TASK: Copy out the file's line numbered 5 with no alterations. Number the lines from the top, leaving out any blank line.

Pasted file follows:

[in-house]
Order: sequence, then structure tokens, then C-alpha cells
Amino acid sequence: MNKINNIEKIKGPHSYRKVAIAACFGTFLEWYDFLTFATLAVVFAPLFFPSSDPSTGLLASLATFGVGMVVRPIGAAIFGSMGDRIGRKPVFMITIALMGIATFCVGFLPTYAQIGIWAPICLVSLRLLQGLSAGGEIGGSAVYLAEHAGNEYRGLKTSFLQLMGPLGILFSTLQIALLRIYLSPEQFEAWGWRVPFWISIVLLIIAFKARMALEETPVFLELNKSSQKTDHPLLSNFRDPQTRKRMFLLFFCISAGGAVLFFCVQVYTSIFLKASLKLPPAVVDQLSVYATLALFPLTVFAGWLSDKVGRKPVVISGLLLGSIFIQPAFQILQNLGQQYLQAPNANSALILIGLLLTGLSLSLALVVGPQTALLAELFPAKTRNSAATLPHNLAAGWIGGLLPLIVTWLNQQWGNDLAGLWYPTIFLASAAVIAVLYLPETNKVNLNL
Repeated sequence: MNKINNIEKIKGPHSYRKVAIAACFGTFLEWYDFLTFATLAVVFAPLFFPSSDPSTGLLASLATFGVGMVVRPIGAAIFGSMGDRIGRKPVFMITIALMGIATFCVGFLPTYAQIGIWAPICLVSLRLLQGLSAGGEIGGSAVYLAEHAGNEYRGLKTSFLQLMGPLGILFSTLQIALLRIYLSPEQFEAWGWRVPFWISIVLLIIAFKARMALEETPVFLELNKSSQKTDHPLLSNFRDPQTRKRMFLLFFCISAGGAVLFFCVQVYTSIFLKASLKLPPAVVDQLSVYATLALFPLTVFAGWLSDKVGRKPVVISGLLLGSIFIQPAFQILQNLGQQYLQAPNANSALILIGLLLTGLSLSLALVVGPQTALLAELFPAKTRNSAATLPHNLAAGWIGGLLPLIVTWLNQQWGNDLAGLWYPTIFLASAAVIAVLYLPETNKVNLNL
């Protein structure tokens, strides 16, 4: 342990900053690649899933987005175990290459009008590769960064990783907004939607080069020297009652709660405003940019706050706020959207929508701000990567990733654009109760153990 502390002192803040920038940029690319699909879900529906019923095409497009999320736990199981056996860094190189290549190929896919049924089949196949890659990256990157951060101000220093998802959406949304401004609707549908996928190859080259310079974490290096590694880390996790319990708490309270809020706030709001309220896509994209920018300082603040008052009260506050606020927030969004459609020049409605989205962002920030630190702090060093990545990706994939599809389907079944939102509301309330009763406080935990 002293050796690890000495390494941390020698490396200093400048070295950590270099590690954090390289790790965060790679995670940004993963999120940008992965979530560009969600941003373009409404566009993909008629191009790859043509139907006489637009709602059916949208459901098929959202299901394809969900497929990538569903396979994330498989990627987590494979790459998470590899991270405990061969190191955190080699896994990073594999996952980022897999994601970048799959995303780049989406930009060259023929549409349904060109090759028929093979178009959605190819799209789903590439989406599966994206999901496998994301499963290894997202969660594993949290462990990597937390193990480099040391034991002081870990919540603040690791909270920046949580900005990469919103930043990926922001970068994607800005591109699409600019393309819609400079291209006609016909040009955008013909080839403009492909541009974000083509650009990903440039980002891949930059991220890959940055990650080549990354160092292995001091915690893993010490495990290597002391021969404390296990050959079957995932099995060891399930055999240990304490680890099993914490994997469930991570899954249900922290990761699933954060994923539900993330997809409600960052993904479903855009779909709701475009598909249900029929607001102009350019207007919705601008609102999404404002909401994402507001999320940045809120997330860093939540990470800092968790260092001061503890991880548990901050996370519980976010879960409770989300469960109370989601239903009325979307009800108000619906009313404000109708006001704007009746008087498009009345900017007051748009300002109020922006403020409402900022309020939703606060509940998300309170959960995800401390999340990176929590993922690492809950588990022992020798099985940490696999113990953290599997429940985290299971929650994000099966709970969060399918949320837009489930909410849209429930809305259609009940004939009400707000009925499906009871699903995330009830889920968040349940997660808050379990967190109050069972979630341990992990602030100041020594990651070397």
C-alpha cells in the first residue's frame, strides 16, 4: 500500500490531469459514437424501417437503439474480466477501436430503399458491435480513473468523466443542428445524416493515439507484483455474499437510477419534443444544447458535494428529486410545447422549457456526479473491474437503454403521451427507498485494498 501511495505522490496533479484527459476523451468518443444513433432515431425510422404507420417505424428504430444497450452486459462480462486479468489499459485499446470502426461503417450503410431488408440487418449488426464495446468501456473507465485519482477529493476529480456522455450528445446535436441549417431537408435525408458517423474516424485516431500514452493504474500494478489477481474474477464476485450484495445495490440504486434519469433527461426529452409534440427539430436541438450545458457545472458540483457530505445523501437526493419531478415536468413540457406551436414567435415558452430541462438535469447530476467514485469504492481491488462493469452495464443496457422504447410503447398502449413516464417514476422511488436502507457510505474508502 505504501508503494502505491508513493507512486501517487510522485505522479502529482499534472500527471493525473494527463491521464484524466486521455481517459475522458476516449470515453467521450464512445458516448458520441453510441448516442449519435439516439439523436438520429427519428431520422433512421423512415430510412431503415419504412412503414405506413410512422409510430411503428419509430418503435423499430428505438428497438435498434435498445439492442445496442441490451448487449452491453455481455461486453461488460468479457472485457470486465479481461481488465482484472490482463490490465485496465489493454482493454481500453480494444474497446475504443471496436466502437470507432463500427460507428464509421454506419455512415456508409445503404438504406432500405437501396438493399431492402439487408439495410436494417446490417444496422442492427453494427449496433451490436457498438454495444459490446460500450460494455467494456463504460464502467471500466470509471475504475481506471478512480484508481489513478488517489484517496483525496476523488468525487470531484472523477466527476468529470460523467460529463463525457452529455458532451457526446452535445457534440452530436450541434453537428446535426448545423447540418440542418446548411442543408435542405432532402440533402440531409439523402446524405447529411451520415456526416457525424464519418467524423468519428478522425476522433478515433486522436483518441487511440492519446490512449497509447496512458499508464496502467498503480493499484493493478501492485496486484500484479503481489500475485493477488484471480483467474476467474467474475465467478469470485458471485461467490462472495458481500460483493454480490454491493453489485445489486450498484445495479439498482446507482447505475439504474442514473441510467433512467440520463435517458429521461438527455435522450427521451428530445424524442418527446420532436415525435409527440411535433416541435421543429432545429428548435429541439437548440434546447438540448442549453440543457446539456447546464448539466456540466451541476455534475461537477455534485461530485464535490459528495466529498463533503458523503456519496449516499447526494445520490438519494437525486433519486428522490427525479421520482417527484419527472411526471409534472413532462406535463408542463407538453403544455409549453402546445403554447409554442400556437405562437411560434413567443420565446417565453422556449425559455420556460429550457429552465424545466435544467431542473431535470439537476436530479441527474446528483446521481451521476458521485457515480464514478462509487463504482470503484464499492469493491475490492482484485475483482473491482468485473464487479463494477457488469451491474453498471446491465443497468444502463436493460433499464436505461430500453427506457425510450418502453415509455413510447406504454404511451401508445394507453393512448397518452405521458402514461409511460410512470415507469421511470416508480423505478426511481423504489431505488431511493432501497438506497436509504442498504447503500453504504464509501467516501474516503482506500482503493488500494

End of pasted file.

């Protein structure tokens, strides 16, 4: 342990900053690649899933987005175990290459009008590769960064990783907004939607080069020297009652709660405003940019706050706020959207929508701000990567990733654009109760153990 502390002192803040920038940029690319699909879900529906019923095409497009999320736990199981056996860094190189290549190929896919049924089949196949890659990256990157951060101000220093998802959406949304401004609707549908996928190859080259310079974490290096590694880390996790319990708490309270809020706030709001309220896509994209920018300082603040008052009260506050606020927030969004459609020049409605989205962002920030630190702090060093990545990706994939599809389907079944939102509301309330009763406080935990 002293050796690890000495390494941390020698490396200093400048070295950590270099590690954090390289790790965060790679995670940004993963999120940008992965979530560009969600941003373009409404566009993909008629191009790859043509139907006489637009709602059916949208459901098929959202299901394809969900497929990538569903396979994330498989990627987590494979790459998470590899991270405990061969190191955190080699896994990073594999996952980022897999994601970048799959995303780049989406930009060259023929549409349904060109090759028929093979178009959605190819799209789903590439989406599966994206999901496998994301499963290894997202969660594993949290462990990597937390193990480099040391034991002081870990919540603040690791909270920046949580900005990469919103930043990926922001970068994607800005591109699409600019393309819609400079291209006609016909040009955008013909080839403009492909541009974000083509650009990903440039980002891949930059991220890959940055990650080549990354160092292995001091915690893993010490495990290597002391021969404390296990050959079957995932099995060891399930055999240990304490680890099993914490994997469930991570899954249900922290990761699933954060994923539900993330997809409600960052993904479903855009779909709701475009598909249900029929607001102009350019207007919705601008609102999404404002909401994402507001999320940045809120997330860093939540990470800092968790260092001061503890991880548990901050996370519980976010879960409770989300469960109370989601239903009325979307009800108000619906009313404000109708006001704007009746008087498009009345900017007051748009300002109020922006403020409402900022309020939703606060509940998300309170959960995800401390999340990176929590993922690492809950588990022992020798099985940490696999113990953290599997429940985290299971929650994000099966709970969060399918949320837009489930909410849209429930809305259609009940004939009400707000009925499906009871699903995330009830889920968040349940997660808050379990967190109050069972979630341990992990602030100041020594990651070397």